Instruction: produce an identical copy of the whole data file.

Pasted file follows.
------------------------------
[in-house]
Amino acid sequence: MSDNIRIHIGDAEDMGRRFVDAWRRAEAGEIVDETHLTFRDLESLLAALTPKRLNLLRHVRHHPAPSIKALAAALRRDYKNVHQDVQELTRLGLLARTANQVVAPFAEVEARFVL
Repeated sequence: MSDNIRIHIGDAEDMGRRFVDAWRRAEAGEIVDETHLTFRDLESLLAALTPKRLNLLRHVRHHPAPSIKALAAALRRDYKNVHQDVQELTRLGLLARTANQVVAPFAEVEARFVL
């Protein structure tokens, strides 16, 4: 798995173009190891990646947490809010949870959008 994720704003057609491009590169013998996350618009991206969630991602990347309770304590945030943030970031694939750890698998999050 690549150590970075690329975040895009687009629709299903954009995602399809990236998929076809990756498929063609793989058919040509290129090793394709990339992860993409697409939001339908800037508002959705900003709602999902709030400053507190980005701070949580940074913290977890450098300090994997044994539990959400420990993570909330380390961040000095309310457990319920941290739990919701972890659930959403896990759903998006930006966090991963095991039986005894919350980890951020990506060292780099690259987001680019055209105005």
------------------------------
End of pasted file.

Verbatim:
[in-house]
Amino acid sequence: MSDNIRIHIGDAEDMGRRFVDAWRRAEAGEIVDETHLTFRDLESLLAALTPKRLNLLRHVRHHPAPSIKALAAALRRDYKNVHQDVQELTRLGLLARTANQVVAPFAEVEARFVL
Repeated sequence: MSDNIRIHIGDAEDMGRRFVDAWRRAEAGEIVDETHLTFRDLESLLAALTPKRLNLLRHVRHHPAPSIKALAAALRRDYKNVHQDVQELTRLGLLARTANQVVAPFAEVEARFVL
């Protein structure tokens, strides 16, 4: 798995173009190891990646947490809010949870959008 994720704003057609491009590169013998996350618009991206969630991602990347309770304590945030943030970031694939750890698998999050 690549150590970075690329975040895009687009629709299903954009995602399809990236998929076809990756498929063609793989058919040509290129090793394709990339992860993409697409939001339908800037508002959705900003709602999902709030400053507190980005701070949580940074913290977890450098300090994997044994539990959400420990993570909330380390961040000095309310457990319920941290739990919701972890659930959403896990759903998006930006966090991963095991039986005894919350980890951020990506060292780099690259987001680019055209105005």